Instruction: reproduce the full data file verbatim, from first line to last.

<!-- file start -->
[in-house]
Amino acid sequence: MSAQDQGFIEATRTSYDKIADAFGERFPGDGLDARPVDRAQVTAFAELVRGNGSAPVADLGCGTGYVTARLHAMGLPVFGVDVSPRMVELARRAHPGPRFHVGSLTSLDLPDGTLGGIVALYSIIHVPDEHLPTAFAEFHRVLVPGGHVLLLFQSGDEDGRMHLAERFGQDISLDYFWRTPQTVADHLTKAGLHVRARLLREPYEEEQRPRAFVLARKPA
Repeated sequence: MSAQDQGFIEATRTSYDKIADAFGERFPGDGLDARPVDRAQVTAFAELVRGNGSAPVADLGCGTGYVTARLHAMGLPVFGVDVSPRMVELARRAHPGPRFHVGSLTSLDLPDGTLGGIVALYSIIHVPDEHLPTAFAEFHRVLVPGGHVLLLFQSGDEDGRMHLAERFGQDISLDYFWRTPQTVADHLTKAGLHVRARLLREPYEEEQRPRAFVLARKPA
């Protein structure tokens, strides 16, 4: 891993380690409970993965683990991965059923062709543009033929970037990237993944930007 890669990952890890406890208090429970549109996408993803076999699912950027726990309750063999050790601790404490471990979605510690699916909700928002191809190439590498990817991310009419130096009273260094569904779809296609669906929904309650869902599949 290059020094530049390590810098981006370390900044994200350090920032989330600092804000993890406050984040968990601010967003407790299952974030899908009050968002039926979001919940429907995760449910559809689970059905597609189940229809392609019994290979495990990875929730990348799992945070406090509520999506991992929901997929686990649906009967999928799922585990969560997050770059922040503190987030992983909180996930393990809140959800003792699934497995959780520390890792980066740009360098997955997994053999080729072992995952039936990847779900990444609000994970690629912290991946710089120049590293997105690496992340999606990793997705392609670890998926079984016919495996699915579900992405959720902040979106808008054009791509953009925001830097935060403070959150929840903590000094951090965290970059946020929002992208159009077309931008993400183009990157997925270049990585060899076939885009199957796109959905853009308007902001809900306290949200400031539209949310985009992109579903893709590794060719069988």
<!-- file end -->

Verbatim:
[in-house]
Amino acid sequence: MSAQDQGFIEATRTSYDKIADAFGERFPGDGLDARPVDRAQVTAFAELVRGNGSAPVADLGCGTGYVTARLHAMGLPVFGVDVSPRMVELARRAHPGPRFHVGSLTSLDLPDGTLGGIVALYSIIHVPDEHLPTAFAEFHRVLVPGGHVLLLFQSGDEDGRMHLAERFGQDISLDYFWRTPQTVADHLTKAGLHVRARLLREPYEEEQRPRAFVLARKPA
Repeated sequence: MSAQDQGFIEATRTSYDKIADAFGERFPGDGLDARPVDRAQVTAFAELVRGNGSAPVADLGCGTGYVTARLHAMGLPVFGVDVSPRMVELARRAHPGPRFHVGSLTSLDLPDGTLGGIVALYSIIHVPDEHLPTAFAEFHRVLVPGGHVLLLFQSGDEDGRMHLAERFGQDISLDYFWRTPQTVADHLTKAGLHVRARLLREPYEEEQRPRAFVLARKPA
């Protein structure tokens, strides 16, 4: 891993380690409970993965683990991965059923062709543009033929970037990237993944930007 890669990952890890406890208090429970549109996408993803076999699912950027726990309750063999050790601790404490471990979605510690699916909700928002191809190439590498990817991310009419130096009273260094569904779809296609669906929904309650869902599949 290059020094530049390590810098981006370390900044994200350090920032989330600092804000993890406050984040968990601010967003407790299952974030899908009050968002039926979001919940429907995760449910559809689970059905597609189940229809392609019994290979495990990875929730990348799992945070406090509520999506991992929901997929686990649906009967999928799922585990969560997050770059922040503190987030992983909180996930393990809140959800003792699934497995959780520390890792980066740009360098997955997994053999080729072992995952039936990847779900990444609000994970690629912290991946710089120049590293997105690496992340999606990793997705392609670890998926079984016919495996699915579900992405959720902040979106808008054009791509953009925001830097935060403070959150929840903590000094951090965290970059946020929002992208159009077309931008993400183009990157997925270049990585060899076939885009199957796109959905853009308007902001809900306290949200400031539209949310985009992109579903893709590794060719069988």